Characterization of nanotube aggregation as a vital material property and the investigation of its effect on cellular interactions is presented in a study published in the journal ACS Applied Materials & Interfaces.
Study: Aggregation Reduces Subcellular Localization and Cytotoxicity of Single-Walled Carbon Nanotubes. Image Credit: Evannovostro/Shutterstock.com
Biology and Nanotechnology – A Match Made in The Lab
Bionanotechnology is considered one of the most rapidly growing fields within biomedical research.
Due to their extremely small size, excellent electrical and magnetic characteristics, and the capacity to demonstrate increased biocompatibility after functionalization, nanomaterials are tailored and made for biological sensing and imaging applications.
One such nanomaterial are single-walled carbon nanotubes (SWCNTs), a carbon-based material.
Are Single-Walled Carbon Nanotubes Efficient Biological Sensors?
Single-walled carbon nanotubes are considered ideal nanomaterials for biological sensing applications due to their inherent fluorescence, which is stable and environmentally responsive.
This inherent fluorescence also emits near-infrared (NIR) wavelength light. Furthermore, SWCNTs offer a one-dimensional architecture, making them very appealing for utilization in subcellular sensing and imaging.
Single-strand DNA has proven to solubilize SWCNTs through layering and hydrophobic interactions, resulting in DNA-based SWCNT nanostructures with much-improved biocompatibility.
As biosensing devices, these DNA-based SWCNT nanostructures have been embedded into biomaterials, injected into biofluids, and immobilized in imaging substrates. Furthermore, DNA-based SWCNTs may be swallowed by cells through active endocytosis, wherein their optical characteristics can be used to study particular physiological processes and identify intracellular proteins.
Issues at Hand
Despite substantial improvements in biology-based nanotechnology, underlying difficulties with the physical properties of nanomaterials remain and must be resolved.
When analyzing how SWCNTs engage with the environment after being introduced into complicated biological settings, aggregation is sometimes disregarded.
In the presence of proteins, carbohydrates, lipids, and other biomolecules in bio-fluids, a bio-molecular corona can take shape around the DNA-based SWCNTs. The aggregation among these SWCNT biomolecule complexes can generate much bigger molecules.
When contrasted with individually distributed SWCNTs in pure laboratory tests, these larger aggregates may interact differently with tissues and cells, and thus, their existence can alter experimental results.
Aggregation disturbs the balance of DNA-based SWCNT biosensing devices. These devices depend on an optical reaction to environmental stimuli by limiting analyte access to the SWCNT.
Another problem to consider when using nanoparticles for biological sensing is whether the particles are harmful and whether the aggregation condition has any influence on cytotoxicity.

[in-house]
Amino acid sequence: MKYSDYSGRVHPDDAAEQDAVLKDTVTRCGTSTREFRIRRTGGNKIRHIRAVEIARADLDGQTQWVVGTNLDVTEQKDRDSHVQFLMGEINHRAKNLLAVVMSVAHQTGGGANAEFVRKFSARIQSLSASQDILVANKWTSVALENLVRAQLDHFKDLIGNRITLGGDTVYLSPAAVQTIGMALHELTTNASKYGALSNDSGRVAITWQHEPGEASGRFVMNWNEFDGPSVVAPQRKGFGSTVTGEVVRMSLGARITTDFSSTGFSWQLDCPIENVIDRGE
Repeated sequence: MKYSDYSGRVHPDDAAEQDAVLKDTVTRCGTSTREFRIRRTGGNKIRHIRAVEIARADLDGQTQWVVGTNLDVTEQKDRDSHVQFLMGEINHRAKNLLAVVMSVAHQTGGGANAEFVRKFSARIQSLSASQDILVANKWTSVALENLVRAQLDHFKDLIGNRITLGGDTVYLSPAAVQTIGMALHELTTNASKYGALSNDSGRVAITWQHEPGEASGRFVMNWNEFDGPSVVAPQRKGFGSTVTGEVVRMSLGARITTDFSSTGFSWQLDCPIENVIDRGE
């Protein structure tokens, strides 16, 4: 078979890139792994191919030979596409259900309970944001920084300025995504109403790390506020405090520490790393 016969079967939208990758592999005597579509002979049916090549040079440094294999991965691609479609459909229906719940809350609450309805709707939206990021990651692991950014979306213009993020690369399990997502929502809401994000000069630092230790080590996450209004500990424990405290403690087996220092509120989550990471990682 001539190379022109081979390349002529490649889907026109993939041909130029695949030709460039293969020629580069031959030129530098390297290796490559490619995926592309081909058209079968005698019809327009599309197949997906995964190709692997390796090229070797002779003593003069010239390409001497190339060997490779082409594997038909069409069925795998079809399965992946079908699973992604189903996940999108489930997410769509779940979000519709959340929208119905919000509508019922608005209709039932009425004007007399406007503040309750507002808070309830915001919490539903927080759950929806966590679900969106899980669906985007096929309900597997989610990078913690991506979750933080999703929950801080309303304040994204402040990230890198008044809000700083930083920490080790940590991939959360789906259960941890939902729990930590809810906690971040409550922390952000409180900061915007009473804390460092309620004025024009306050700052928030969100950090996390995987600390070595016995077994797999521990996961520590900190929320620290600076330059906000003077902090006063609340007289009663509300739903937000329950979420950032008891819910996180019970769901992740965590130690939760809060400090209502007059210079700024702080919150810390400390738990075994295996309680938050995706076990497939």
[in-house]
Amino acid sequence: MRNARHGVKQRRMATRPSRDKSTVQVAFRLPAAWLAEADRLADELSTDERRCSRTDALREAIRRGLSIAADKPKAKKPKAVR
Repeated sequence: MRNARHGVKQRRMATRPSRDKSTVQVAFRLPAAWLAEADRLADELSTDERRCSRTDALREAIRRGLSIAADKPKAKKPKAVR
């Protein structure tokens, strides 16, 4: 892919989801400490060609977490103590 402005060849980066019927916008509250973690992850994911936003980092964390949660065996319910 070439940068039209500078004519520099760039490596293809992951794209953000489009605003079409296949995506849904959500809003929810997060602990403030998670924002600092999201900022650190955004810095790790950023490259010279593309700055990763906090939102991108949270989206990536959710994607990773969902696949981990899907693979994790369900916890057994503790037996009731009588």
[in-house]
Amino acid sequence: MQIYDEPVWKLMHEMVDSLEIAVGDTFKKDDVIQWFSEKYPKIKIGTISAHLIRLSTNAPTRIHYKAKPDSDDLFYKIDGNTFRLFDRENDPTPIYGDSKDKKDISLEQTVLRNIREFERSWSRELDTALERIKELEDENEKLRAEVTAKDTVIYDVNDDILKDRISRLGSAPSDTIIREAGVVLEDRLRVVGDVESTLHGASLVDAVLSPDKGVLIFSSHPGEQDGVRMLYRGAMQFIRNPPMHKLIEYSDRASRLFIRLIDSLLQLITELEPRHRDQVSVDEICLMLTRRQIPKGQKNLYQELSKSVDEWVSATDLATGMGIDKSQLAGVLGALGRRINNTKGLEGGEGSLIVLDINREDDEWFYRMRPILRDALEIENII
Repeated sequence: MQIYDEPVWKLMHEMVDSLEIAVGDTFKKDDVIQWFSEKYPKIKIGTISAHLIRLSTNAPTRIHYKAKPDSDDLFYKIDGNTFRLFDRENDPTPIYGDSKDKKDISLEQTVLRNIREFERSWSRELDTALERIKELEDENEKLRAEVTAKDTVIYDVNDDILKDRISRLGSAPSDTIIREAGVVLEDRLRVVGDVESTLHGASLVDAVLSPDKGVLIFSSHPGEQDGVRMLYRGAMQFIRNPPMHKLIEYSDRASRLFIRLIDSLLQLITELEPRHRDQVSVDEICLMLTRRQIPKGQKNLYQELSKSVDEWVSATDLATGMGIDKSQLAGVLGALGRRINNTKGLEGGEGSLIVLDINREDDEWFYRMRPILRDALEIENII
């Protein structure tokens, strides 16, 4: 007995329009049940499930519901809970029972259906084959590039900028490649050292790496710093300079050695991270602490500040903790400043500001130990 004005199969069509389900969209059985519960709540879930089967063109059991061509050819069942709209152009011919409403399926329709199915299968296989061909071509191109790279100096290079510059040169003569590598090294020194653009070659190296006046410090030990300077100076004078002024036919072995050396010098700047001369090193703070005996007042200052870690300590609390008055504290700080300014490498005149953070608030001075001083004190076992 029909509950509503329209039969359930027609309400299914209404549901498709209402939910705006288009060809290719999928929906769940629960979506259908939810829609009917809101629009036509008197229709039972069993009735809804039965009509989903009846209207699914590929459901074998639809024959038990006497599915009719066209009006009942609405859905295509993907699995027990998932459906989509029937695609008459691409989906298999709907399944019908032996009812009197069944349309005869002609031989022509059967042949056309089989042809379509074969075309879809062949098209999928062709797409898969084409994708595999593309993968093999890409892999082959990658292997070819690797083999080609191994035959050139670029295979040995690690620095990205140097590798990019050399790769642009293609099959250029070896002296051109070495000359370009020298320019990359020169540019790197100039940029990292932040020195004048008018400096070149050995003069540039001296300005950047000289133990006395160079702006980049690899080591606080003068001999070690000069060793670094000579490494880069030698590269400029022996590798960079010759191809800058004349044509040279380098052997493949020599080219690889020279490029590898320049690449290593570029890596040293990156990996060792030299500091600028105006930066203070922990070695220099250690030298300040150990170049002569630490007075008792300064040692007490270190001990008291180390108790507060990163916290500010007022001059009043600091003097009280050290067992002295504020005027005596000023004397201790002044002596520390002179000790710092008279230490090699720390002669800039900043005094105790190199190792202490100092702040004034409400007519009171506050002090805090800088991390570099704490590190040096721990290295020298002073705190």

What Does the Research Say?
Considerable research has been conducted to identify the impact of particle shape, size, and charge on cell-nanoparticle interactions; however, aggregation intrinsically modifies these features and has been mostly overlooked.
Previous studies have shown that more significant accumulations of SWCNTs are far less cytotoxic than an equivalent weight of individually dispersed SWCNTs owing to lower surface area-to-volume ratios. It is thus critical to explore how an originally aggregated SWCNT specimen is processed inside distinct kinds of cells in the context of using these innovative sensing and imaging techniques for therapeutic applications.
Highlights of the Study
In the study, differential uptake along with optical modulations resulting from intracellular processes and cytotoxicity of DNA-based SWCNTs as a function of the aggregation phase and cell type were investigated.
The purpose of this research was to examine aggregation as a basic material feature on a nanoscale level and to describe the resultant biological interactions. The team produced two distinct DNA-based SWCNT specimens from a single starting material. The two specimens were: a low-quality dispersion specimen, and a mono-dispersed specimen, both with specified values of aggregation.
The team discovered that when cells were similarly dosed, the uptake rate in any particular cell line was not dependent on the quality of the starting material. It was also noted that when the mono-dispersed specimen was used, more nanotubes were consistently observed in subcellular areas, yet the intracellular dispersion of aggregates reflected the stock specimen population.
The team deduced that specimen reliance implies that single SWCNTs may be preferentially aggregated in single vesicles following internalization, and thus the level of aggregation may impact particular intracellular routes. Cell proliferation was similarly shown to be reduced in cells dosed with mono-dispersed nanotubes, suggesting that the aggregation phase influences internalization and processing routes.
The team finally concluded that when describing nanomaterials in biological environments, aggregation impacts must be considered.
Gravely, M., Kindopp, A., Hubert, L., Card, M., Nadeem, A., Miller, C., & Roxbury, D. (2022). Aggregation Reduces Subcellular Localization and Cytotoxicity of Single-Walled Carbon Nanotubes. ACS Applied Materials & Interfaces. Available at: https://pubs.acs.org/doi/10.1021/acsami.2c02238